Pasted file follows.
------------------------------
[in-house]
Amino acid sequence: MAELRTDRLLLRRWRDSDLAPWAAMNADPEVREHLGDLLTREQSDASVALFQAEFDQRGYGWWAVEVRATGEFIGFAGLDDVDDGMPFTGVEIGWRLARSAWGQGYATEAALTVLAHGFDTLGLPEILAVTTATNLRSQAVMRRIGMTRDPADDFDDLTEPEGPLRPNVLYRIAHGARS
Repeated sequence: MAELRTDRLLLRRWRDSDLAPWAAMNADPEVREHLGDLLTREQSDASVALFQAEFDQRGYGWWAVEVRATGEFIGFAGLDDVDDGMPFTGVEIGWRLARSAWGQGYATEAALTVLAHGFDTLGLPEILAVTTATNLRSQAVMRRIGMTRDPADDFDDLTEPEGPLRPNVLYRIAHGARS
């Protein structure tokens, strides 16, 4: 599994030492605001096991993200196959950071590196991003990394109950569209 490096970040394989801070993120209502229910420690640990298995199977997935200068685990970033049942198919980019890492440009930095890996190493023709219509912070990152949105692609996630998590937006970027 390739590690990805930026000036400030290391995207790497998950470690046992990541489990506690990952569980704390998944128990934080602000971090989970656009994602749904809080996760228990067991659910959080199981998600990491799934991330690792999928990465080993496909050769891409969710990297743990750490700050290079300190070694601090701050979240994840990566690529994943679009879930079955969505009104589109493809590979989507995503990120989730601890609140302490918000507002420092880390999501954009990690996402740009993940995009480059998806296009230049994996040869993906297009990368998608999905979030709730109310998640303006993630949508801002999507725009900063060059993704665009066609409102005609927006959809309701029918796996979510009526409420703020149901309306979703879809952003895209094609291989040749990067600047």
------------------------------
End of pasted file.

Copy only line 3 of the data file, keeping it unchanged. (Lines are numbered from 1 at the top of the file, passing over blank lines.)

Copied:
Repeated sequence: MAELRTDRLLLRRWRDSDLAPWAAMNADPEVREHLGDLLTREQSDASVALFQAEFDQRGYGWWAVEVRATGEFIGFAGLDDVDDGMPFTGVEIGWRLARSAWGQGYATEAALTVLAHGFDTLGLPEILAVTTATNLRSQAVMRRIGMTRDPADDFDDLTEPEGPLRPNVLYRIAHGARS